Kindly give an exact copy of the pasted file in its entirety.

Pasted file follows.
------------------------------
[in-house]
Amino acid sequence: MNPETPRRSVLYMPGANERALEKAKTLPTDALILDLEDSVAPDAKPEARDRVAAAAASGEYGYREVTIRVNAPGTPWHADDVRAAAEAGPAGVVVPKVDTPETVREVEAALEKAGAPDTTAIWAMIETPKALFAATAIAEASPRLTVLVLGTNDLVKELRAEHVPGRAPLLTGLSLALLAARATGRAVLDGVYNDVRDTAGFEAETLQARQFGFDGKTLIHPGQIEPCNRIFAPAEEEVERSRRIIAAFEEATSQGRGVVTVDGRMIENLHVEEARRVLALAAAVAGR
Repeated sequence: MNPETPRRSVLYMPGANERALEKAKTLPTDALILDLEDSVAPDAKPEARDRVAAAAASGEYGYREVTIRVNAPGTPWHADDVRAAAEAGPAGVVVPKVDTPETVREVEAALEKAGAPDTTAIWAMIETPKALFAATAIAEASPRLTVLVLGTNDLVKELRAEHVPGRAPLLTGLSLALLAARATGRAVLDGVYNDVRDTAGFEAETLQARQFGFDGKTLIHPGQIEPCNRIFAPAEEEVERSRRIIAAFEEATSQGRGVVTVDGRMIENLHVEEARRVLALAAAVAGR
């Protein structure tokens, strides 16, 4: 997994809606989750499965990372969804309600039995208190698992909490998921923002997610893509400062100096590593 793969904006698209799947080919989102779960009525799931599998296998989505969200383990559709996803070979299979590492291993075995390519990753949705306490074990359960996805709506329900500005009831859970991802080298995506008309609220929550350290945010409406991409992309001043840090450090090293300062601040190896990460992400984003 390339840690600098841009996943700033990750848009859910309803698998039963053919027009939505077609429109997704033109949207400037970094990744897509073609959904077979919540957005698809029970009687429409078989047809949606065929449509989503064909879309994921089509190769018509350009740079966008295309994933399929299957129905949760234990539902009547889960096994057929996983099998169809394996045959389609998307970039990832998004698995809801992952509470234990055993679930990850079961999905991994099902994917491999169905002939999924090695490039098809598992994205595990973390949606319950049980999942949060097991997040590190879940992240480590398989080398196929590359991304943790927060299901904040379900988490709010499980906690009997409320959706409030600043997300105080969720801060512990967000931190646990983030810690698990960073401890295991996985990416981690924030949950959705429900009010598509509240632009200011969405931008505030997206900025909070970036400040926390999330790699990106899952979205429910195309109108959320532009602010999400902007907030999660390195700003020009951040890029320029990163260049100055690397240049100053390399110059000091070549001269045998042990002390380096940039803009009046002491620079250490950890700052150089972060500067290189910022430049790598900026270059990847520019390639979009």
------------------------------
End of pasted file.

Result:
[in-house]
Amino acid sequence: MNPETPRRSVLYMPGANERALEKAKTLPTDALILDLEDSVAPDAKPEARDRVAAAAASGEYGYREVTIRVNAPGTPWHADDVRAAAEAGPAGVVVPKVDTPETVREVEAALEKAGAPDTTAIWAMIETPKALFAATAIAEASPRLTVLVLGTNDLVKELRAEHVPGRAPLLTGLSLALLAARATGRAVLDGVYNDVRDTAGFEAETLQARQFGFDGKTLIHPGQIEPCNRIFAPAEEEVERSRRIIAAFEEATSQGRGVVTVDGRMIENLHVEEARRVLALAAAVAGR
Repeated sequence: MNPETPRRSVLYMPGANERALEKAKTLPTDALILDLEDSVAPDAKPEARDRVAAAAASGEYGYREVTIRVNAPGTPWHADDVRAAAEAGPAGVVVPKVDTPETVREVEAALEKAGAPDTTAIWAMIETPKALFAATAIAEASPRLTVLVLGTNDLVKELRAEHVPGRAPLLTGLSLALLAARATGRAVLDGVYNDVRDTAGFEAETLQARQFGFDGKTLIHPGQIEPCNRIFAPAEEEVERSRRIIAAFEEATSQGRGVVTVDGRMIENLHVEEARRVLALAAAVAGR
């Protein structure tokens, strides 16, 4: 997994809606989750499965990372969804309600039995208190698992909490998921923002997610893509400062100096590593 793969904006698209799947080919989102779960009525799931599998296998989505969200383990559709996803070979299979590492291993075995390519990753949705306490074990359960996805709506329900500005009831859970991802080298995506008309609220929550350290945010409406991409992309001043840090450090090293300062601040190896990460992400984003 390339840690600098841009996943700033990750848009859910309803698998039963053919027009939505077609429109997704033109949207400037970094990744897509073609959904077979919540957005698809029970009687429409078989047809949606065929449509989503064909879309994921089509190769018509350009740079966008295309994933399929299957129905949760234990539902009547889960096994057929996983099998169809394996045959389609998307970039990832998004698995809801992952509470234990055993679930990850079961999905991994099902994917491999169905002939999924090695490039098809598992994205595990973390949606319950049980999942949060097991997040590190879940992240480590398989080398196929590359991304943790927060299901904040379900988490709010499980906690009997409320959706409030600043997300105080969720801060512990967000931190646990983030810690698990960073401890295991996985990416981690924030949950959705429900009010598509509240632009200011969405931008505030997206900025909070970036400040926390999330790699990106899952979205429910195309109108959320532009602010999400902007907030999660390195700003020009951040890029320029990163260049100055690397240049100053390399110059000091070549001269045998042990002390380096940039803009009046002491620079250490950890700052150089972060500067290189910022430049790598900026270059990847520019390639979009």